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Risk and Benefit Informed MTM Pharmacist Intervention in Heart Failure

The safety and scientific validity of this study is the responsibility of the study sponsor and investigators. Listing a study does not mean it has been evaluated by the U.S. Federal Government. Read our disclaimer for details.
 
ClinicalTrials.gov Identifier: NCT03804606
Recruitment Status : Enrolling by invitation
First Posted : January 15, 2019
Last Update Posted : July 14, 2020
Sponsor:
Information provided by (Responsible Party):
Geisinger Clinic

Brief Summary:
Out-of-hospital care of complex diseases, such as heart failure, is transitioning from an individual patient-doctor relationship to population health management strategies. As an example, at our institution, medication therapy management (MTM) pharmacists are being deployed to patients with heart failure with the intent of improving patient outcomes (through proper medication management and adherence) while reducing cost (e.g., keeping these patients out of the hospital). The success of such strategies will be dependent on the ability to effectively direct scarce resources to deliver appropriate/needed care to patients. In this prospective, pragmatic randomized and matched controlled study, the investigators hypothesize that the combination of accurate, data-driven benefit models and MTM pharmacist intervention in patients with heart failure will result in reduced 1-year mortality and hospital admissions. Using our extensive historical electronic health record data, the investigators have developed a machine learning model that, for individual patients with heart failure, predicts risk and benefit (that is, reduction in risk) associated with closing specific "care gaps". These care gaps represent standard evidence-based treatments that may be missing for an individual patient, such as beta blockers or flu shots. The investigators will use this model to define three cohorts to be studied: 1) a high risk/high benefit group to be referred for MTM pharmacist intervention, 2) a high risk/high benefit group to continue with existing standard of care (not necessarily involving MTM pharmacy), and 3) a high risk/low benefit group to be referred for MTM pharmacist intervention. Comparison of groups 1 and 2 (for which assignment is randomized) will evaluate the effectiveness of the MTM pharmacy intervention, while comparison of groups 1 and 3 will evaluate the accuracy of the benefit model prediction and importance of appropriate patient selection for treatment. The primary study outcomes will be mortality and number of hospital admissions during 1-year follow-up following study enrollment.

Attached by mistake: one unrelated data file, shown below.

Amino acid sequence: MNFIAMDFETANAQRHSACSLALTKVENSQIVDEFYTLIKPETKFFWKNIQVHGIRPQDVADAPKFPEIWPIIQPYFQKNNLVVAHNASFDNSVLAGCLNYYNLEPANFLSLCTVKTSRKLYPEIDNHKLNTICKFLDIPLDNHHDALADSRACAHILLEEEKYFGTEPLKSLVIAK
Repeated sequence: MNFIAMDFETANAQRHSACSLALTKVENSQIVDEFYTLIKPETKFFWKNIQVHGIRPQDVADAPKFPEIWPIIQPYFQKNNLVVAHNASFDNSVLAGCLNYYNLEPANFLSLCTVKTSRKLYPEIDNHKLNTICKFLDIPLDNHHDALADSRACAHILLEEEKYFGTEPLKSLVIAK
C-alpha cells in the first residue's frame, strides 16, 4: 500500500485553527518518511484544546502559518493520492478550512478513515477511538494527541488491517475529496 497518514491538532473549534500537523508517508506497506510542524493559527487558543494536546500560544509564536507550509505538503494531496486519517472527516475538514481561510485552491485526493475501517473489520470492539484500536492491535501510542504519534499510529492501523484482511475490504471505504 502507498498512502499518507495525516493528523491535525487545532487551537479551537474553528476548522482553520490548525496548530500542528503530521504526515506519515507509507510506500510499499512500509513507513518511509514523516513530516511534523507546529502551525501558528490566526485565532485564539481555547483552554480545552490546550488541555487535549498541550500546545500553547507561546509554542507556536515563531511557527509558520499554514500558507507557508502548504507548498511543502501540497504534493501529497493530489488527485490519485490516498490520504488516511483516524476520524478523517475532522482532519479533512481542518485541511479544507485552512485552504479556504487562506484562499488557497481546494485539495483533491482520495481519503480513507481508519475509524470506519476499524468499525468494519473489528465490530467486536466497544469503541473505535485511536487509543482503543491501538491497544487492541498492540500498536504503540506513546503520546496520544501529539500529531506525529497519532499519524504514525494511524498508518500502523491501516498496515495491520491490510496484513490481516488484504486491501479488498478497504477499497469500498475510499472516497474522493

Condition or disease Intervention/treatment Phase
Heart Failure Other: Referral to MTM Pharmacist Not Applicable

Detailed Description:

Heart failure is a highly prevalent, complex disease associated with significant morbidity and cost. For example, Geisinger manages over 900 heart failure admissions per year, with each admission costing an estimated $10,000-$12,000. As payment models continue to shift from fee-for-service to value-based, significant investments are occurring in care team resources to help manage populations of patients with heart failure. These care team resources have demonstrated effectiveness. For example, internal Geisinger metrics indicate that interventions led by clinical pharmacists aimed at poorly controlled type II diabetics have resulted in a sustained median 1% (absolute) drop in hemoglobin hemoglobin a1C (glycated hemoglobin). In this new environment, intelligent deployment of limited resources is critical to drive quality and contain costs.

In heart failure, current risk prediction have demonstrated poor prognostic abilities and present a barrier to "precision delivery" of care team resources. Currently approaches are limited due to not fully utilizing rich, highly granular objective data such as imaging, laboratory values, and vital signs, and therefore are not optimized to accurately predict outcomes. The investigators have generated a machine learning model to predict both 1-year survival and heart failure hospitalization within 6 months of echocardiography. This model utilized 169 input variables including clinical data, imaging measures, and 18 care gap variables. Our results showed not only that the machine learning model had far superior accuracy to predict the morbidity endpoints compared to current approaches utilizing billing code data, but also that care gap variables were important for predicting 1-year survival. Moreover, the investigators showed that closing four of the care gap variables (flu vaccination, evidence-based beta blocker treatment, ACE (angiotensin-converting-enzyme) inhibitor/ARB (angiotensin receptor blockers) treatment, and control of diabetic a1C (i.e., values "in goal)) resulted in a predicted improvement in 1-year survival of ~1200 (out of ~11,000) patients. This study therefore aims to apply this machine learning approach to direct care team resources in a clinical setting to evaluate its impact on patient survival and healthcare utilization.

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Study Type : Interventional  (Clinical Trial)
Estimated Enrollment : 600 participants
Allocation: Randomized
Intervention Model: Parallel Assignment
Masking: Double (Participant, Care Provider)
Primary Purpose: Health Services Research
Official Title: Risk and Benefit Informed MTM Pharmacist Intervention in Heart Failure
Actual Study Start Date : February 28, 2019
Estimated Primary Completion Date : July 2021
Estimated Study Completion Date : July 2021

Resource links provided by the National Library of Medicine

MedlinePlus related topics: Heart Failure

Arm Intervention/treatment
Experimental: High benefit, MTM
This arm will comprise patients with heart failure who are predicted to receive high benefit (reduction in mortality risk) by addressing open care gaps. Following randomization, they will be referred to MTM pharmacy for review of treatments in an attempt to close appropriate care gaps.